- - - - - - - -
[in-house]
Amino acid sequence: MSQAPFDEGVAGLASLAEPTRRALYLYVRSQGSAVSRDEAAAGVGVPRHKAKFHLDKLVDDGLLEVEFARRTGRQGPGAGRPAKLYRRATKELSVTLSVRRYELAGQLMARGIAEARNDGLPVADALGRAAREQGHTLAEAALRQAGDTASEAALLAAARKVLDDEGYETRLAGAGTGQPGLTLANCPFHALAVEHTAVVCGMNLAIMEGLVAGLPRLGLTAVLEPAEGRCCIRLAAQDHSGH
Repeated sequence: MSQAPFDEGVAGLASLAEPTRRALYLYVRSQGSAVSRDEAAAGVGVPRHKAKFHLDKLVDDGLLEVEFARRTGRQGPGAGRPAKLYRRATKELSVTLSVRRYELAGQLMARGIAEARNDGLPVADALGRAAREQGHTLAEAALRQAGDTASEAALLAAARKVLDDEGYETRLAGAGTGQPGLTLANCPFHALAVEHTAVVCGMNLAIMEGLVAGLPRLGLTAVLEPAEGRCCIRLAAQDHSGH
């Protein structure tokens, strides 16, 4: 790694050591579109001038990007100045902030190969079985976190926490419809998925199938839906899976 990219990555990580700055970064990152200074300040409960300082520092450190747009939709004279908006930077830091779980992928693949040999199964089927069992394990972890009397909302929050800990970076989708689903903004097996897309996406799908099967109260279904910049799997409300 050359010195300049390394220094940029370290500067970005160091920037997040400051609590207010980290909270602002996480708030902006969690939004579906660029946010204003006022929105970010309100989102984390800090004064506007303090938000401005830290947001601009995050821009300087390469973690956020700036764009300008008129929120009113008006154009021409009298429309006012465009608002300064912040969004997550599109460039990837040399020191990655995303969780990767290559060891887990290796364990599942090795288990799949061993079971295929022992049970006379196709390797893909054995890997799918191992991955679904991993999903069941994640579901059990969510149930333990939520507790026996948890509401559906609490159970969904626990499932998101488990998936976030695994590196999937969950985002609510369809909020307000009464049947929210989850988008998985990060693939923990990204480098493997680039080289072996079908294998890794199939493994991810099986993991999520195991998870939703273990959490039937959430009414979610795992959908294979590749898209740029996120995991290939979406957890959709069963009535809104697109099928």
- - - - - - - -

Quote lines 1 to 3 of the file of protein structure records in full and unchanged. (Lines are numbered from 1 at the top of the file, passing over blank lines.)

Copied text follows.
[in-house]
Amino acid sequence: MSQAPFDEGVAGLASLAEPTRRALYLYVRSQGSAVSRDEAAAGVGVPRHKAKFHLDKLVDDGLLEVEFARRTGRQGPGAGRPAKLYRRATKELSVTLSVRRYELAGQLMARGIAEARNDGLPVADALGRAAREQGHTLAEAALRQAGDTASEAALLAAARKVLDDEGYETRLAGAGTGQPGLTLANCPFHALAVEHTAVVCGMNLAIMEGLVAGLPRLGLTAVLEPAEGRCCIRLAAQDHSGH
Repeated sequence: MSQAPFDEGVAGLASLAEPTRRALYLYVRSQGSAVSRDEAAAGVGVPRHKAKFHLDKLVDDGLLEVEFARRTGRQGPGAGRPAKLYRRATKELSVTLSVRRYELAGQLMARGIAEARNDGLPVADALGRAAREQGHTLAEAALRQAGDTASEAALLAAARKVLDDEGYETRLAGAGTGQPGLTLANCPFHALAVEHTAVVCGMNLAIMEGLVAGLPRLGLTAVLEPAEGRCCIRLAAQDHSGH